7 Tips on Celebrating the Holidays in a Nursing Home

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If your loved one is at a hospital or a nursing care facility, whether it's for a short-term rehab stay or for long-term care, she might feel pretty discouraged about not being home to celebrate the holidays. In fact, I'm pretty sure I've never heard anyone say, "I hope I get to move to the nursing home in time for Christmas!" Have you? Didn't think so.

But- just because she's not at home doesn't mean she can't celebrate those special days in a very meaningful way.

Here's how you can help:

  • Talk about It

You know that phrase about the elephant in the room? Acknowledge it. Your family member may need to process the changes from last year and talk extensively about what she is missing out on this year. She also might appreciate hearing that you'll miss her amazing turkey stuffing that she makes every year, or just that you will be missing her.

On the flip side, there are some people who don't. want. to. talk. about. it. However, you don't get to assume this is the case without trying to broach the subject. The thought of, "Oh good. Now I don't have to bring this hard subject up" is not valid until you've mentioned it up and given the person a chance to choose if she'd like to talk about it. If she chooses not to, respect this.

  • Party at the Nursing Home

Yes, I know we don't like to call them nursing homes anymore. Long term care facilities, sub-acute hospitals, assisted living facilities- the point is that your family member isn't at home.

So, bring the party to him!

Most facilities have a room you can use to host a get-together. Bring in the relatives and whoop it up. No big room available? Schedule specific days for each family member to visit at the facility. Let your loved one know that he's important to you all by spending time with him.

Does he have dementia? Think he won't remember your visit after you leave? Think again. Research shows that even if the specifics of your visit fade, the feelings you create by spending time together last much longer.

  • Cards

Fill her wall with cards from family and friends. You can put out an email or facebook plea for others to send holiday cards to her and provide the address. This is one wonderful way for her to know that she is not forgotten.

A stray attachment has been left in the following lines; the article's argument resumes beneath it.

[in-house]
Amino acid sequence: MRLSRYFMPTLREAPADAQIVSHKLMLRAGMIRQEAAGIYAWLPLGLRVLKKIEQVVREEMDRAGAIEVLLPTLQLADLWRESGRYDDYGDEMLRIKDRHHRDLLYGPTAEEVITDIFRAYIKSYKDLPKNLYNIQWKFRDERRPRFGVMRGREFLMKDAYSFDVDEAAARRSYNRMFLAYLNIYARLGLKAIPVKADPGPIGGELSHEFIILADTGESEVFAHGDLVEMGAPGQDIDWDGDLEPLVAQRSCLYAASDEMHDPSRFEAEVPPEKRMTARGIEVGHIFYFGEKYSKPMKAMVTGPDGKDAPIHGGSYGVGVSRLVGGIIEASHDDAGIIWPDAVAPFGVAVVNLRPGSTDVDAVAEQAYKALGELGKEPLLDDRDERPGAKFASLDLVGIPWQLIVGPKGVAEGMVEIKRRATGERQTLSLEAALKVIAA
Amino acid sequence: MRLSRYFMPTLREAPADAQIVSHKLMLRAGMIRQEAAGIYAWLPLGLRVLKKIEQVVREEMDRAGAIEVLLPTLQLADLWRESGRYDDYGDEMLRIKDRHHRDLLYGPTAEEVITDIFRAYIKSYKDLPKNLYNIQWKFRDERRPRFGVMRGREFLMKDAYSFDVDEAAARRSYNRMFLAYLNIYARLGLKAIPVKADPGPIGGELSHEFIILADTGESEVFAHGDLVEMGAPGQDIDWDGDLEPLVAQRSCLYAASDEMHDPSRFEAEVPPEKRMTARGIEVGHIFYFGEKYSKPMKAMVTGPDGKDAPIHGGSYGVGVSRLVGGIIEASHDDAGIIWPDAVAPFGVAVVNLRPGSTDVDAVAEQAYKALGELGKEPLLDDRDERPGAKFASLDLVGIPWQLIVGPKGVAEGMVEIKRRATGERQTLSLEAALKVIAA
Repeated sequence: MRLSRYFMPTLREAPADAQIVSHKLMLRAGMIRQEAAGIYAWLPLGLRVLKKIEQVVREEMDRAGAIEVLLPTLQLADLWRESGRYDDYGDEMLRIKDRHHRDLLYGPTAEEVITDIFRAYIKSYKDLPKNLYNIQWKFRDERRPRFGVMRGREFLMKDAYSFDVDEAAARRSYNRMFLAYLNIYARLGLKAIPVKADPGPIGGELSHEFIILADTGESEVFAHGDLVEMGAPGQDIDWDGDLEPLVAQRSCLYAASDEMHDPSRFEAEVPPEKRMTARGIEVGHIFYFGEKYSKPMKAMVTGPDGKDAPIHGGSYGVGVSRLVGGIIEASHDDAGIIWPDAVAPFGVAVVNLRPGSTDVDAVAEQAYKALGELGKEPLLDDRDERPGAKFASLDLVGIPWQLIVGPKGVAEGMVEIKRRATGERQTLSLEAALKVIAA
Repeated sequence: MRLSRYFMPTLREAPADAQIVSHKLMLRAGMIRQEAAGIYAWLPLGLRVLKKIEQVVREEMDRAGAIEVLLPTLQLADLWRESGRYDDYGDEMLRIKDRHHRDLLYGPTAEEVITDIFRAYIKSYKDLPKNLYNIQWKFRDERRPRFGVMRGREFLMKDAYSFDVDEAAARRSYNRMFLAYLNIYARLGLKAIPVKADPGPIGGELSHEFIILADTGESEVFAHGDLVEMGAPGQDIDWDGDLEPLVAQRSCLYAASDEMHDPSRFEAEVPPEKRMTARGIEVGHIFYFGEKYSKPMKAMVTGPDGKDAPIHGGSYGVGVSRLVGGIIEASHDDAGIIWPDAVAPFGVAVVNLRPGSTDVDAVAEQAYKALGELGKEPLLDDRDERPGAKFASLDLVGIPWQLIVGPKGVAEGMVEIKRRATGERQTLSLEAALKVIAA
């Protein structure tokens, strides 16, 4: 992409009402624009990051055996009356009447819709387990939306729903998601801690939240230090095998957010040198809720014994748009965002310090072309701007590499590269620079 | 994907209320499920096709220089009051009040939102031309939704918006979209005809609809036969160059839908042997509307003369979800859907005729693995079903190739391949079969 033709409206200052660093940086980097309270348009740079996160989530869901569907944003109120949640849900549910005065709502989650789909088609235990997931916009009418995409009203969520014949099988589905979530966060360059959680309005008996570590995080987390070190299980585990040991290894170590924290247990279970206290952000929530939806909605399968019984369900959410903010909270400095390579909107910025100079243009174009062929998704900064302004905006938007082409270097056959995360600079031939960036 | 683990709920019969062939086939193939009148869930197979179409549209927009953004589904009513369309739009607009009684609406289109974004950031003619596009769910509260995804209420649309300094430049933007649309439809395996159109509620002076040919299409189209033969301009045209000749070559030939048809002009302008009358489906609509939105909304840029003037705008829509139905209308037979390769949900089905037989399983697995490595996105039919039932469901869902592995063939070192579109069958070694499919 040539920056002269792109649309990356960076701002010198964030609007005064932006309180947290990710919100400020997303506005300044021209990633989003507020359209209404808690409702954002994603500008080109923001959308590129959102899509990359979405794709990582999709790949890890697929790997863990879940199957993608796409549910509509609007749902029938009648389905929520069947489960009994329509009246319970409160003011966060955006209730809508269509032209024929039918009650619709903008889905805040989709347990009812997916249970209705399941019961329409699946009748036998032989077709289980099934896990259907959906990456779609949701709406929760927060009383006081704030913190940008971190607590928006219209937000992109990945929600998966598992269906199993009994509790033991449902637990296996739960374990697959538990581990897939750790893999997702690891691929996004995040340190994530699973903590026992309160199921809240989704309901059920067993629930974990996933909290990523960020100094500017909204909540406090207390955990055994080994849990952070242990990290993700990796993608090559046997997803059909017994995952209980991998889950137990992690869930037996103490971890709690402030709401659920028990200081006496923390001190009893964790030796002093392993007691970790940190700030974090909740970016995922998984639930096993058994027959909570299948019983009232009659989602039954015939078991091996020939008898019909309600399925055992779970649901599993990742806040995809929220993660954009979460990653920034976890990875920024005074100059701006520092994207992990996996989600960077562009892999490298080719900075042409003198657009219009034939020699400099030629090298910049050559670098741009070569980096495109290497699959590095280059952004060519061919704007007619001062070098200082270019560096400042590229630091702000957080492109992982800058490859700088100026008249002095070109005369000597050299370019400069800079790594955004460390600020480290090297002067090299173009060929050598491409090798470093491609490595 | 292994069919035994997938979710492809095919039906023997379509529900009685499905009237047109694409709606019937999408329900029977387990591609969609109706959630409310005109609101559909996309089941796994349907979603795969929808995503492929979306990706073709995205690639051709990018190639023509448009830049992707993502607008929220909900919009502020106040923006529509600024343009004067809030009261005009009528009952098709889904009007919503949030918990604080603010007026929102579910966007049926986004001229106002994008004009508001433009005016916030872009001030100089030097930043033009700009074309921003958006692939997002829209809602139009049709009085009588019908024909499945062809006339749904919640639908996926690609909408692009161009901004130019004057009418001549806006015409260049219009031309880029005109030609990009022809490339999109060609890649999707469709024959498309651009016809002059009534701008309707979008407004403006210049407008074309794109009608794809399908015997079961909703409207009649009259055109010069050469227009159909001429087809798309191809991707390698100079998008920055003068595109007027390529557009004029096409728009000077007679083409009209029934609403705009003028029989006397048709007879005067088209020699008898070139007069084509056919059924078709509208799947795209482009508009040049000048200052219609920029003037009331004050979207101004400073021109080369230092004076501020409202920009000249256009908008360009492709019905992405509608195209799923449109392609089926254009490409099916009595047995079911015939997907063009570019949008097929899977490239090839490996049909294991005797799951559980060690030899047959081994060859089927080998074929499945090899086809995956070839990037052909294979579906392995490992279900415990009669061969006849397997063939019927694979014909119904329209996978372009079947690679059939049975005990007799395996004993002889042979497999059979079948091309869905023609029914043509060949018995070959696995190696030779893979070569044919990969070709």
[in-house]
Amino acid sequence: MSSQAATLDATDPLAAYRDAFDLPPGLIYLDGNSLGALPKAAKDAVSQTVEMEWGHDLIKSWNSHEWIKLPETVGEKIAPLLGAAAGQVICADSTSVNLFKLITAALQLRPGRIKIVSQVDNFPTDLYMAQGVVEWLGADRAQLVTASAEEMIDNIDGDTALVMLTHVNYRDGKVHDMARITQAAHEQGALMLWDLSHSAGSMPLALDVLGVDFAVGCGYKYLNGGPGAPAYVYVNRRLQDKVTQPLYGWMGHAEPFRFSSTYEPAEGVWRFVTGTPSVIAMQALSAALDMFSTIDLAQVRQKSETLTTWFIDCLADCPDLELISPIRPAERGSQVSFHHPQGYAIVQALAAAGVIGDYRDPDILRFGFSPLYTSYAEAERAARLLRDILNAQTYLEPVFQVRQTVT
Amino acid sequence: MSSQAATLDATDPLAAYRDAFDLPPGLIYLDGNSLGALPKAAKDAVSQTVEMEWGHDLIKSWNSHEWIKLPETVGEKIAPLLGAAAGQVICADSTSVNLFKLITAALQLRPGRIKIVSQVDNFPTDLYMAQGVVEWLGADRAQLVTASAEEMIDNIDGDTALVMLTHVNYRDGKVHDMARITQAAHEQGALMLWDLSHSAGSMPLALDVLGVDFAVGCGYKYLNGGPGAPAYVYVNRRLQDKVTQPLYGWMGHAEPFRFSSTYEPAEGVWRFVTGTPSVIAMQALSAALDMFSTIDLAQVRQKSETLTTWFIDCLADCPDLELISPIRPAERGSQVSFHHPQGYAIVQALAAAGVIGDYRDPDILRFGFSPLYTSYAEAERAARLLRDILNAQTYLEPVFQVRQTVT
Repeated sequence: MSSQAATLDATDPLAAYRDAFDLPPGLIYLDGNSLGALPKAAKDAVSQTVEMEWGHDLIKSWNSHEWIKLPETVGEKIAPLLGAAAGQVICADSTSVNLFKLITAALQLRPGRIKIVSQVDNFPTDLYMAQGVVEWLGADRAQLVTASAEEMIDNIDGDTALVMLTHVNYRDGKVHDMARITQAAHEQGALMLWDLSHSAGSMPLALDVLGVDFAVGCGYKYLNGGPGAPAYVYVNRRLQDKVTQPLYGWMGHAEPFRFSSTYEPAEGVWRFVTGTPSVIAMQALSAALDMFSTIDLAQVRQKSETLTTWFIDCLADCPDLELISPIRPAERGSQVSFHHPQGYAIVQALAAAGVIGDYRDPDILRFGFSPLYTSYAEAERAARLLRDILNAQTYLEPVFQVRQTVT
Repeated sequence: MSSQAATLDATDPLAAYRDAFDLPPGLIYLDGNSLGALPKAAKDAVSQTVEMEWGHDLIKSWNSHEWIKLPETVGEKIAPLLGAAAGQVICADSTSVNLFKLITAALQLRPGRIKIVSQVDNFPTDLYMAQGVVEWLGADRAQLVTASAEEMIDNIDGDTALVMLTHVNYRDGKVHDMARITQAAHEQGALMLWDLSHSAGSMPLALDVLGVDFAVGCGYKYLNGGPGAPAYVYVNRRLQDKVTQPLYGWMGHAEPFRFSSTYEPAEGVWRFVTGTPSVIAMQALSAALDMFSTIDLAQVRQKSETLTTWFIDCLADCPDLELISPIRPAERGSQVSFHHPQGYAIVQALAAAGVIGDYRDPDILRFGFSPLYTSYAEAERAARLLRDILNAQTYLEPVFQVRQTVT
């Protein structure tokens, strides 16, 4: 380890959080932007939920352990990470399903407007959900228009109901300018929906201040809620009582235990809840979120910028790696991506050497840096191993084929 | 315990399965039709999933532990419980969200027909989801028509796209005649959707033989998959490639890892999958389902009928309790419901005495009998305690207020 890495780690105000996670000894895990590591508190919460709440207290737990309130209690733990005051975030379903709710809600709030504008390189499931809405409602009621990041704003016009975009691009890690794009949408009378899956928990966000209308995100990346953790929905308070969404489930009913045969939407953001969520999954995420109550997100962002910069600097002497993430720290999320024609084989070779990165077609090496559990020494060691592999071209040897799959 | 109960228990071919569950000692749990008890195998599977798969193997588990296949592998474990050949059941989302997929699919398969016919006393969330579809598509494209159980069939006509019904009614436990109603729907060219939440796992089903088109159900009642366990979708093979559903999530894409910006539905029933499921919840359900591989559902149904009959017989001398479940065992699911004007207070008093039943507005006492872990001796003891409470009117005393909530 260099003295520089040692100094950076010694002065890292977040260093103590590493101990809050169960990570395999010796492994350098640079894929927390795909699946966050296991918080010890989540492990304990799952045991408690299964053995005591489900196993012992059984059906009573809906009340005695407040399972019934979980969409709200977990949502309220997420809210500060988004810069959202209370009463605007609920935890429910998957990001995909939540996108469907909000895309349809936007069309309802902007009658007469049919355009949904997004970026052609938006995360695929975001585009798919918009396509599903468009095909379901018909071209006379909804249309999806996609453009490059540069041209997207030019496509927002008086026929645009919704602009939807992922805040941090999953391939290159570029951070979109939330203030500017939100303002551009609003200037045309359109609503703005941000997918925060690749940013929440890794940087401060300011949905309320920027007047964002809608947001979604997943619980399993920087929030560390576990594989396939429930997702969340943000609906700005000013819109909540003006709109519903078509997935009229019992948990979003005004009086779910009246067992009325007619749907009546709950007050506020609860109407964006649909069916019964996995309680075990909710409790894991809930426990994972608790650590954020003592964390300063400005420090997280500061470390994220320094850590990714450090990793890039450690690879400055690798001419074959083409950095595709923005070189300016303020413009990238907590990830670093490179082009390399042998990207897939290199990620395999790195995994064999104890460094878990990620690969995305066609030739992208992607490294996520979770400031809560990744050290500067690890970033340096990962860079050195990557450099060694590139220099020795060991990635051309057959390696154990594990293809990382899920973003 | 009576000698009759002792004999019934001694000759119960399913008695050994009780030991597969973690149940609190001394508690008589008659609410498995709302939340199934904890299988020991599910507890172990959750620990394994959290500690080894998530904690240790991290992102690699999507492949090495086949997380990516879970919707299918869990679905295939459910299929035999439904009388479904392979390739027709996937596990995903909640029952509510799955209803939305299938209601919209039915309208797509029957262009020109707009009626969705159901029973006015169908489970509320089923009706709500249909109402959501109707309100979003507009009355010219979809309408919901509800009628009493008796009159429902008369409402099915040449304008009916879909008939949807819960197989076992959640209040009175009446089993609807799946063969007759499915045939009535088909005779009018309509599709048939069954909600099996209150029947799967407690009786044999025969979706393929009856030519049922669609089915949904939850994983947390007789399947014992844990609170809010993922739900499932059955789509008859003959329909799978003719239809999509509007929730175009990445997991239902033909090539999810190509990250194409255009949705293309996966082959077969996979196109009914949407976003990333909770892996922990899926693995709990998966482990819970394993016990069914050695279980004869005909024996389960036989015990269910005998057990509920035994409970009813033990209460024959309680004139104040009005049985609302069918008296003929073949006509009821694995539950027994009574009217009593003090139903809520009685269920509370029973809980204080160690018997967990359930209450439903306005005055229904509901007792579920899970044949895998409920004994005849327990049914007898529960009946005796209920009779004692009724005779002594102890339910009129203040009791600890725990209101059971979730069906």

By the way, did you know that some research shows that Facebook can improve memory for older adults?

  • Bring the Food

Even the best food at a facility is still not the same as the homemade food you're serving. Make up a big plate of the holiday dinner and another one of desserts and bring it to him. And if he has a roommate, make a plate of deliciousness for him, too. (Of course, you should check first with the nursing staff to make sure his diet orders will allow this.)

  • Get Permission for a Field Trip

Depending on your family member's needs and conditions, it might be possible to get permission to skip out of the facility for a short time.

Obviously, if your family member is in a hospital for an acute condition, this won't work. But, if she's receiving rehabilitation for a hip fracture or she's in long term care because of her Alzheimer's disease, it's worth considering. Make sure you talk about this possibility with her physician, as he may need to officially write an order to allow this. 

  • Gift Giving

Bring a few meaningful gifts to her to brighten her day, whether it's a warm, comfy sweater or a new book by her favorite author.

Does your loved one have dementia? Here are some gift ideas to consider:

Gifts for People with Early Stage Dementia

Gift Ideas for Loved Ones in the Middle Stages of Dementia

Thoughtful Gifts for People in Dementia's Late Stages

Perhaps more important, however, when it comes to gift giving, is the opportunity for her to give gifts to others if that's her tradition. You may need to be a bit creative, but with all of the online shopping available, she can still be involved in choosing gifts for family members. Or, if she's got a talent for knitting, for example, you could make sure she has enough supplies to make gifts for others. If gift-giving is one of her joys, offer to help her in this endeavor.

  • Share Your Traditions

Consider involving staff members and other patients or residents at the facility in your traditions. For example, if your family always spends time singing holiday songs, do this at the facility. Or, if you typically bake some special cookies, bring in some extras for others who are in the same situation as your loved one.

Are you familiar with the saying, "It's better to give than receive"? If you have the opportunity to share your food, time, or talents with those around you, you will have the joy of seeing others encouraged, and that's a holiday gift for all to enjoy. 


Alzheimer's Association. Holidays and Alzheimer's Families. Accessed November 7, 2013. http://www.alz.org/care/alzheimers-dementia-holidays.asp#facility

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